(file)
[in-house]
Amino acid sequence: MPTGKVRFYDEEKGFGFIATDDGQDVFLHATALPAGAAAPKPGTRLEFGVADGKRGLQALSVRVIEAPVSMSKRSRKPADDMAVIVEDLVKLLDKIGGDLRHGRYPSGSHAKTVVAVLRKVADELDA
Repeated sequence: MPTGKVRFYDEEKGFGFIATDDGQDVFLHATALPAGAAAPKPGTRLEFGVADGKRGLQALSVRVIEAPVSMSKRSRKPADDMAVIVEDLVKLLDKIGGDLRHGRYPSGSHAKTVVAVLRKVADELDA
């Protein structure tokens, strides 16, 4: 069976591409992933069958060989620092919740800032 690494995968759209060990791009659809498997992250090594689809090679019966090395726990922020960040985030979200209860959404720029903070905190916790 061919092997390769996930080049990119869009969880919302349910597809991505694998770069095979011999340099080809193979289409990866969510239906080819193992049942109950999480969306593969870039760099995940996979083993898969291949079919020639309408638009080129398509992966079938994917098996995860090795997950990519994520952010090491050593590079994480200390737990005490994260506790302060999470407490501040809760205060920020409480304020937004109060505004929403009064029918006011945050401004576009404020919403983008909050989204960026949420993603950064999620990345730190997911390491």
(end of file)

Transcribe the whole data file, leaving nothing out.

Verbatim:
[in-house]
Amino acid sequence: MPTGKVRFYDEEKGFGFIATDDGQDVFLHATALPAGAAAPKPGTRLEFGVADGKRGLQALSVRVIEAPVSMSKRSRKPADDMAVIVEDLVKLLDKIGGDLRHGRYPSGSHAKTVVAVLRKVADELDA
Repeated sequence: MPTGKVRFYDEEKGFGFIATDDGQDVFLHATALPAGAAAPKPGTRLEFGVADGKRGLQALSVRVIEAPVSMSKRSRKPADDMAVIVEDLVKLLDKIGGDLRHGRYPSGSHAKTVVAVLRKVADELDA
């Protein structure tokens, strides 16, 4: 069976591409992933069958060989620092919740800032 690494995968759209060990791009659809498997992250090594689809090679019966090395726990922020960040985030979200209860959404720029903070905190916790 061919092997390769996930080049990119869009969880919302349910597809991505694998770069095979011999340099080809193979289409990866969510239906080819193992049942109950999480969306593969870039760099995940996979083993898969291949079919020639309408638009080129398509992966079938994917098996995860090795997950990519994520952010090491050593590079994480200390737990005490994260506790302060999470407490501040809760205060920020409480304020937004109060505004929403009064029918006011945050401004576009404020919403983008909050989204960026949420993603950064999620990345730190997911390491």